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Missing Surgical Mesh Data Found in ACC System

Wednesday 26 June 2019
MEDIA STATEMENT

ACC has paid out six million dollars in less than a year on surgical mesh injury claims. Instead of contributing to a much-needed surgical mesh register, they decided to buy back guns.

Once again the latest statistics from ACC show a total of cover decisions for surgical mesh-related treatment injuries rise with a whopping 30% increase since the last report published 30 June 2018. This brings the total to 1325 claims by New Zealanders suffering complications from surgical mesh implanted in their bodies.

ACC confirms the new data, released on Friday, and published here: http://meshdownunder.co.nz/accclaimdata/ includes 158 new decisions, and 149 previous decisions that were not captured by the original review back in 2014 but which have now been identified through their on-going refinement of data.

The six million spent since the last analysis brings the total costs paid on accepted surgical mesh related claims to $23.6 million.

Patricia Sullivan, co-leader of Mesh Down Under says “Once again we see that the Government’s attempt to limit the surgical mesh injury rate has failed, it seems that more an more people are suffering with mesh-related complications. We are saddened that ACC sees it is as more important to buy back guns, instead of contributing to a national surgical mesh register for all mesh implants which could meaningfully track patient outcomes.”

“If stress urinary incontinence procedure numbers have declined in the public sector and pelvic organ prolapse procedures (using the transvaginal surgical approach) have stopped altogether, surely the costs incurred, and the claims made to ACC would be on a downward trajectory?” Sullivan added, “and when taking into consideration the delay in the onset of some mesh-related symptoms, which evidence has shown can be up to ten years after implantation, it is clear the rise in claims will only continue”

“ACC advised they only receive around 10% of eligible claims, this means there are a whole lot of people out there whose mesh injuries are not accounted for.”

Mesh Down Under recently surveyed their members and it was revealed that 20% of those that responded had not yet submitted a claim to ACC.

In a cruel twist of fate last Friday, Mesh Down Under was alerted by one of its members, who requested his GP to submit a hernia mesh injury claim to ACC, and was told by the GP that they don’t normally bother submitting hernia claims because most hernia mesh claims are declined.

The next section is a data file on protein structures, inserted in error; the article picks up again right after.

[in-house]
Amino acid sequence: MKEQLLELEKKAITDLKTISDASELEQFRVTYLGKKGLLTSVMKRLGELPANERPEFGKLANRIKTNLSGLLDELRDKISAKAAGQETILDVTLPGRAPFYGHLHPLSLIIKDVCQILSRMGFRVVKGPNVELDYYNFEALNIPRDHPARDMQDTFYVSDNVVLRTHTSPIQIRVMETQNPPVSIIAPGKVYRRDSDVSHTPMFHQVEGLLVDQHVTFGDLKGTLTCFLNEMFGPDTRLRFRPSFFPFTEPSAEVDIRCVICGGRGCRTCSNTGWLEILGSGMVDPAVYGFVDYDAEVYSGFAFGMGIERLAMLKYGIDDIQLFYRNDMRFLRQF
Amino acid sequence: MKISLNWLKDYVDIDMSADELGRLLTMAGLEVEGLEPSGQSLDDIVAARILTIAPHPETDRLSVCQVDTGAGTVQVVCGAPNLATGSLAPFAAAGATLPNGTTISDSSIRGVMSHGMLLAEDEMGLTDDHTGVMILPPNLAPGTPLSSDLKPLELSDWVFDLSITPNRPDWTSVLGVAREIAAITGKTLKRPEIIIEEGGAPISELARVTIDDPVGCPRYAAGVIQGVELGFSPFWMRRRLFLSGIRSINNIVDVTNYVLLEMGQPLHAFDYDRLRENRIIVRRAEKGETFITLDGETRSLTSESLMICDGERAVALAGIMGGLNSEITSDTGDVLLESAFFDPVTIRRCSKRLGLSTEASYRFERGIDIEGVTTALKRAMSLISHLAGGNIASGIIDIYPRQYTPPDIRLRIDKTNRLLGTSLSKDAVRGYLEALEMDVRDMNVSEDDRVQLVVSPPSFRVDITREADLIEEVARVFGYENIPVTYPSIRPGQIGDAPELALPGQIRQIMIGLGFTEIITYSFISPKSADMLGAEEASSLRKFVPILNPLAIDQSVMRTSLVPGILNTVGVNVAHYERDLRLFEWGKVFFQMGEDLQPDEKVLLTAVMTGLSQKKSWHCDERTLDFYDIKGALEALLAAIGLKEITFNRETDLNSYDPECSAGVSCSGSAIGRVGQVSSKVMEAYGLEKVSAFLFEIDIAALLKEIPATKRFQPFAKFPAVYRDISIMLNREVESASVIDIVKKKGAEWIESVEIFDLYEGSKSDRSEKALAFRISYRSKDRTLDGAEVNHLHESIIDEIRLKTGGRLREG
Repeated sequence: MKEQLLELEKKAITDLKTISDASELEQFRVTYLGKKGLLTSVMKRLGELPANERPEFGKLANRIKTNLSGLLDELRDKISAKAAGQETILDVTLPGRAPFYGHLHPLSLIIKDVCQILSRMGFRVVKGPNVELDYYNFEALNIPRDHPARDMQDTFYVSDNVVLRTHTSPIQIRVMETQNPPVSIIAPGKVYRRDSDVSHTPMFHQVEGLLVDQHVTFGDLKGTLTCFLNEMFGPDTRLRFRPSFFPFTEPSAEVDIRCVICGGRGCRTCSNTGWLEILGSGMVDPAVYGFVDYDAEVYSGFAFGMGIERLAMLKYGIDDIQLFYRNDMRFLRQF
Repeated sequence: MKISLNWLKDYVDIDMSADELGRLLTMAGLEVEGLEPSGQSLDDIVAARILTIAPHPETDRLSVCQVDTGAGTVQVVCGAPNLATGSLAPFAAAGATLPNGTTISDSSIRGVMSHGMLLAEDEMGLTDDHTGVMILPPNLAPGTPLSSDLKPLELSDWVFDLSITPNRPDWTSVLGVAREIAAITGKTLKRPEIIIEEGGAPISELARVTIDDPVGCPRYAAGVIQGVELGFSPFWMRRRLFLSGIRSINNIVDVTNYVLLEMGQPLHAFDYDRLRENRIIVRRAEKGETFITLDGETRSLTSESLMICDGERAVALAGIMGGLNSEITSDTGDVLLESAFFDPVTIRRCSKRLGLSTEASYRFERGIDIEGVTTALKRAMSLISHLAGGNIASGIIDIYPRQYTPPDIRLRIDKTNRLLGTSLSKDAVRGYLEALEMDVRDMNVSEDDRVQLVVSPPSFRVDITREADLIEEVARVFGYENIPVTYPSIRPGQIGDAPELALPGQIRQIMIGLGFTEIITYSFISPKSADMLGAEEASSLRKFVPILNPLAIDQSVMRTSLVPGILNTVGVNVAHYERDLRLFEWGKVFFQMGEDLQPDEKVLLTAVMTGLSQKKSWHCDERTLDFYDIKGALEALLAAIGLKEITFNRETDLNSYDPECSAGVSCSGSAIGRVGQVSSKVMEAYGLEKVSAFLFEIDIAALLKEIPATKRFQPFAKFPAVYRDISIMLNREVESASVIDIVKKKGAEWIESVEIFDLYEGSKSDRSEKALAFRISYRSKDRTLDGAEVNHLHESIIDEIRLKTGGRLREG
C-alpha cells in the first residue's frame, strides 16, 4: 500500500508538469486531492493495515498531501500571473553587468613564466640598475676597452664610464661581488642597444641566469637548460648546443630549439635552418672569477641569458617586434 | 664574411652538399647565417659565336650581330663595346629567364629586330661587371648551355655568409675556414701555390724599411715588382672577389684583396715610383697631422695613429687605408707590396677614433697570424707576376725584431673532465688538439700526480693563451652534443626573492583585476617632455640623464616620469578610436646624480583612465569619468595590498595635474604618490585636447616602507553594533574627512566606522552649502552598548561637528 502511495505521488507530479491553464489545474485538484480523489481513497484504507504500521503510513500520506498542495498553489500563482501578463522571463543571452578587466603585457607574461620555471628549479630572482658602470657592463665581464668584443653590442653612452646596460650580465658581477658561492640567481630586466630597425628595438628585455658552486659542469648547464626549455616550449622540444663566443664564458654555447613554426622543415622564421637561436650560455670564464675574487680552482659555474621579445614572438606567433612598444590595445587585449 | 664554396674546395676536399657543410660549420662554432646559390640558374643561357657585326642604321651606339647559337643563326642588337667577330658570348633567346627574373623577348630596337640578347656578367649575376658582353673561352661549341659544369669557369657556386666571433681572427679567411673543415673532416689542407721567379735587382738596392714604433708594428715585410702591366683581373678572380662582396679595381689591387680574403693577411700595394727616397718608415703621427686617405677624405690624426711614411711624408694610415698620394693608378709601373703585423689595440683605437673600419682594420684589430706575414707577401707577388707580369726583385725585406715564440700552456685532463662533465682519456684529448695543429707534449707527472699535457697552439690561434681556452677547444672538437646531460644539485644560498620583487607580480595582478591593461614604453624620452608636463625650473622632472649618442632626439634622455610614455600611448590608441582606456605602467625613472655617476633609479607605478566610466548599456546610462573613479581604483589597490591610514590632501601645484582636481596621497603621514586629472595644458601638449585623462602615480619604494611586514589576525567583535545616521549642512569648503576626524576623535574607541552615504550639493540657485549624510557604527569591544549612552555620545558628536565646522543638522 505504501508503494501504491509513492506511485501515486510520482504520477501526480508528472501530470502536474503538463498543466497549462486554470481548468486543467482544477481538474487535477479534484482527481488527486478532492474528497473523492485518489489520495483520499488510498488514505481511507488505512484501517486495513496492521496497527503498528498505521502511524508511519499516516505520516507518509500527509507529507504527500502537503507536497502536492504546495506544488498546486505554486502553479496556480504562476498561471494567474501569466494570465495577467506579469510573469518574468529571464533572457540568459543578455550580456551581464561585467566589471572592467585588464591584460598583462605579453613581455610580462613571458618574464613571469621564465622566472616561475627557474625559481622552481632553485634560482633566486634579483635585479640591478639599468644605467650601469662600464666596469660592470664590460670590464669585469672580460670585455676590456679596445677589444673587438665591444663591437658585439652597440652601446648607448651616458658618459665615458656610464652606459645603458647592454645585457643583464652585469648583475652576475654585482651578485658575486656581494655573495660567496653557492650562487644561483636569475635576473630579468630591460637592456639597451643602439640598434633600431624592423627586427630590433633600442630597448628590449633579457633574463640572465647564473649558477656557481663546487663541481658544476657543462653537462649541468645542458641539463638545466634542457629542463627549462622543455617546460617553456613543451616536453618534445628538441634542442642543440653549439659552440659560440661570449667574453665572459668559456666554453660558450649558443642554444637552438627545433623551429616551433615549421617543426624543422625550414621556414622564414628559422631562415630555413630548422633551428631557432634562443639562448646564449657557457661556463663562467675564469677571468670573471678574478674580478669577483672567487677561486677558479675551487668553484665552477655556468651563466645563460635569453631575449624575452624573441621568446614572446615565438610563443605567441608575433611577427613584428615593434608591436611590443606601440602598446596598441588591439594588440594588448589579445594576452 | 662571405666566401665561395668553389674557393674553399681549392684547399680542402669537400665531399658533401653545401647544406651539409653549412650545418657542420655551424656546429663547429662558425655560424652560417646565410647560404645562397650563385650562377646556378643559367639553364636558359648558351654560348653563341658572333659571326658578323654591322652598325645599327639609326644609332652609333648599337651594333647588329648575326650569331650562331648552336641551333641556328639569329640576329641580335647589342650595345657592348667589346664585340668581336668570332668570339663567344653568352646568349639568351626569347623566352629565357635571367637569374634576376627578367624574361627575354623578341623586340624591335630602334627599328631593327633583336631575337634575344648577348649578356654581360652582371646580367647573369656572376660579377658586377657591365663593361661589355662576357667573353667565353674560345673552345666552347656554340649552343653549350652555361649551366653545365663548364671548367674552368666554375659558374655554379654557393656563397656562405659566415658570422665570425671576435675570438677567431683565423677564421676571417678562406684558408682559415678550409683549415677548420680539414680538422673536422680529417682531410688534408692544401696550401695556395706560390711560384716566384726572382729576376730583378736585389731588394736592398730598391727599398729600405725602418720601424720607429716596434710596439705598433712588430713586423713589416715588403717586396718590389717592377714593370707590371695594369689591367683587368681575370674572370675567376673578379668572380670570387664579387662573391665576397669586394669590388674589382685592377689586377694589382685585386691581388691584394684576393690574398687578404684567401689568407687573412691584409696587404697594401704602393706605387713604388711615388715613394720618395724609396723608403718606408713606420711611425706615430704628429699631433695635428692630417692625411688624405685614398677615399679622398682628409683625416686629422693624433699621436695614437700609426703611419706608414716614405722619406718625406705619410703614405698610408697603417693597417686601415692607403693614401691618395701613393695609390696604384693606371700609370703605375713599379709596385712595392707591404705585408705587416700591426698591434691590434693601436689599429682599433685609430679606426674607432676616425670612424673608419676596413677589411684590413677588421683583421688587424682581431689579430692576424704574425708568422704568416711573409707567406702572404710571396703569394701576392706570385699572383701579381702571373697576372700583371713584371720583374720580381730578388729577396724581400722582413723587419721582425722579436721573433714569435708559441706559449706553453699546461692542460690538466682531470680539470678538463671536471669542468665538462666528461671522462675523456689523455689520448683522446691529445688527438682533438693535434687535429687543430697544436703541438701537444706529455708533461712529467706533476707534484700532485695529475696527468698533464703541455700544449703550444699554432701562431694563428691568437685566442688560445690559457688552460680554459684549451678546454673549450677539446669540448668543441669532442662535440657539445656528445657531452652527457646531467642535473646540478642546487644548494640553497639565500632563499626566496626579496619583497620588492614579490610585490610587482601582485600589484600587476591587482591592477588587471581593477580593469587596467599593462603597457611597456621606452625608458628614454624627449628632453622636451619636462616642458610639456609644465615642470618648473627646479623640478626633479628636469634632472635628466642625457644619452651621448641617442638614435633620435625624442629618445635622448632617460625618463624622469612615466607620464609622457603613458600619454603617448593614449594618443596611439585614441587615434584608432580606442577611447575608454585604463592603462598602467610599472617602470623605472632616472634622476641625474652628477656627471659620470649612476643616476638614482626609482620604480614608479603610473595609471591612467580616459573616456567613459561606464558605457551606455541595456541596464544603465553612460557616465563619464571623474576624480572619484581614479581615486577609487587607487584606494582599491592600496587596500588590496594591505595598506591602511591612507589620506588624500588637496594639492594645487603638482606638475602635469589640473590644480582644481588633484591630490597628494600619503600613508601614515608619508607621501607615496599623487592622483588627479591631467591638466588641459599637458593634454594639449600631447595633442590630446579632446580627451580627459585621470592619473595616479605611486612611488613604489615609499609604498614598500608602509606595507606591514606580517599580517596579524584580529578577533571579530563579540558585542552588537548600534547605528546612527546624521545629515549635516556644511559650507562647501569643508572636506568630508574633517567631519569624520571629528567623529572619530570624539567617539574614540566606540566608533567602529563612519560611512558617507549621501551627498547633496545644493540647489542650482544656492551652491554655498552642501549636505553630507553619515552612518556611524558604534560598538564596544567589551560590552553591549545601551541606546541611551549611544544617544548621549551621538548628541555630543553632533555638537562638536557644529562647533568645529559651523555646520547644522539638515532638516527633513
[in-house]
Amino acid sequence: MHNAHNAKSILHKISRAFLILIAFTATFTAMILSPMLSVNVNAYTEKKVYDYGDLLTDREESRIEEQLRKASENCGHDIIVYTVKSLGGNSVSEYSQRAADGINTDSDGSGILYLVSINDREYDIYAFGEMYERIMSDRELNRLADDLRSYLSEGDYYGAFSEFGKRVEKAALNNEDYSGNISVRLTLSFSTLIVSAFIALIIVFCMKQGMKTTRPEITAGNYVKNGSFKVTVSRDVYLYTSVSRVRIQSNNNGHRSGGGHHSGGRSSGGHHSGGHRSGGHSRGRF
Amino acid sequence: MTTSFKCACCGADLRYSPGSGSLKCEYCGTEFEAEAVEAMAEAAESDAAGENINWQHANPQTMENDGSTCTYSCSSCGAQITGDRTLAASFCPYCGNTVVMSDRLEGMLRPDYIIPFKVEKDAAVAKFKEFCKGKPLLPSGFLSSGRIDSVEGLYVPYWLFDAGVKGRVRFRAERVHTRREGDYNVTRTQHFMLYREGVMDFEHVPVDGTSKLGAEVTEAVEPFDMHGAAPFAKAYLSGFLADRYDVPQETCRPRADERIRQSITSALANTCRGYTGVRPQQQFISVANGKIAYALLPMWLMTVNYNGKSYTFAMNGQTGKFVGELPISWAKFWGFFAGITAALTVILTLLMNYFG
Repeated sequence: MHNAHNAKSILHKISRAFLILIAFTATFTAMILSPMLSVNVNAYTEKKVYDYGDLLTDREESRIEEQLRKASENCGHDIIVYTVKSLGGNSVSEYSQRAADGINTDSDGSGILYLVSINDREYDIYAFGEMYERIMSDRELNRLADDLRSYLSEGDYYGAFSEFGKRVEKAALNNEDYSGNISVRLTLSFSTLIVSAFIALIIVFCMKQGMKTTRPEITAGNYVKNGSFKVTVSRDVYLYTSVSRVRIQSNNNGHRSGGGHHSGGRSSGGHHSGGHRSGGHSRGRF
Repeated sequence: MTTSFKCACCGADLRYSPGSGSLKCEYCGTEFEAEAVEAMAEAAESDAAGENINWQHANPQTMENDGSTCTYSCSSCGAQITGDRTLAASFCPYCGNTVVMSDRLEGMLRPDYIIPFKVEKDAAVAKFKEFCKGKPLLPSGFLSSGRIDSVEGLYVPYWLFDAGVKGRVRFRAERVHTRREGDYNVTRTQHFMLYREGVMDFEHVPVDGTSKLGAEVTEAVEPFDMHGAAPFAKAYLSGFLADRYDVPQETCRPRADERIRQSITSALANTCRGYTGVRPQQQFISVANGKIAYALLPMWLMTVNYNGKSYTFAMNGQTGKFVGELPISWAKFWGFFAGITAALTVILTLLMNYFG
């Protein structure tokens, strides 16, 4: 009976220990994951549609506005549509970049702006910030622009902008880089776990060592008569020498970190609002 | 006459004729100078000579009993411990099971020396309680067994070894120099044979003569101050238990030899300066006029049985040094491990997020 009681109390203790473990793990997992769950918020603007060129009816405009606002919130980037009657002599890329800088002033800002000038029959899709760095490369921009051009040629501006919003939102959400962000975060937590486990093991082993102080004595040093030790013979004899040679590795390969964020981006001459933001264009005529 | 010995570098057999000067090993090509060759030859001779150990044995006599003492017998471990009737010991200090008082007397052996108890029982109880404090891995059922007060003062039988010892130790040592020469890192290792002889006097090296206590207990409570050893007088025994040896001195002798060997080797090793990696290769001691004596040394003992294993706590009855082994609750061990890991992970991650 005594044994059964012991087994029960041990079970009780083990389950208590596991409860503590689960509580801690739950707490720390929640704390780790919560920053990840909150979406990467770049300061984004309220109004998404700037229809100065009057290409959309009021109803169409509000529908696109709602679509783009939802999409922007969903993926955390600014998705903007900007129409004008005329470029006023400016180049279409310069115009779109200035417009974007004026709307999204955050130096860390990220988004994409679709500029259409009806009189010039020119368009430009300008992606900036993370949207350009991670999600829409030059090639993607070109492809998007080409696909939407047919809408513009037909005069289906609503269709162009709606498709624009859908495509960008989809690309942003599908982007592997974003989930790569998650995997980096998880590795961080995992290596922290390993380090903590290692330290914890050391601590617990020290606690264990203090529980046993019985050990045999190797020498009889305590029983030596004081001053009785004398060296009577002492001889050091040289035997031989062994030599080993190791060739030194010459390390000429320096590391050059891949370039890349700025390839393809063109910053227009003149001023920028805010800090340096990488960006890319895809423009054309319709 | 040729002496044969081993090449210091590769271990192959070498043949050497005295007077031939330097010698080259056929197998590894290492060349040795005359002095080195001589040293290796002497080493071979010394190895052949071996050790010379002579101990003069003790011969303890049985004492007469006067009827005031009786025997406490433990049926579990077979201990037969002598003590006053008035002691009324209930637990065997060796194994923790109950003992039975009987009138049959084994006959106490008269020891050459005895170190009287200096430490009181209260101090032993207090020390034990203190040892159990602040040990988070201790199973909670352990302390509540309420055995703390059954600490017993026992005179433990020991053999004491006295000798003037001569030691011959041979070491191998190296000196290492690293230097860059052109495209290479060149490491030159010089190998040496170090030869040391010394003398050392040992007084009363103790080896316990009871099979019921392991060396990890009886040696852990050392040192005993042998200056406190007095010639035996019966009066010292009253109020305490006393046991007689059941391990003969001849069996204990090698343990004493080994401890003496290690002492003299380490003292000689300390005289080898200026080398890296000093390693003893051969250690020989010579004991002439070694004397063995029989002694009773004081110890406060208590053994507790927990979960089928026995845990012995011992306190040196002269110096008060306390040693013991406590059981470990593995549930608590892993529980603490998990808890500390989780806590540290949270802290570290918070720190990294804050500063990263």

Not only is this statement concerning, but also the fact that the ‘Provider’ local mesh registers that all of the DHBs are supposed to collecting data for, does not include hernia mesh procedures. Men suffering with hernia complications make up 90% of all ACC hernia claims submitted.

Recently the Minister of Health David Clark acknowledged that many New Zealanders had “suffered horrific injuries and debilitation” and stated a full national register was still ‘under consideration’. But Sullivan is skeptical as this has been ‘under consideration’ since 2016.

Although the ministry is currently in talks with Australia about joining in with their register, this would only be a female pelvic floor mesh registry and is unlikely to include private hospital statistics.

Mesh Down Under believes all people undergoing mesh procedures need to be identified and monitored. As far as they and the relevant medical colleges are concerned the provider register was only ever an interim solution, and a full national surgical mesh register is absolutely needed.

Mesh Down Under hopes Labour, who campaigned for a national mesh register to be implemented before coming into power, keeps their promise. The government have stated their main aim is to limit the risk of harm for patients undergoing surgical mesh procedures.

These new ACC figures show that this is clearly not working.

ENDS

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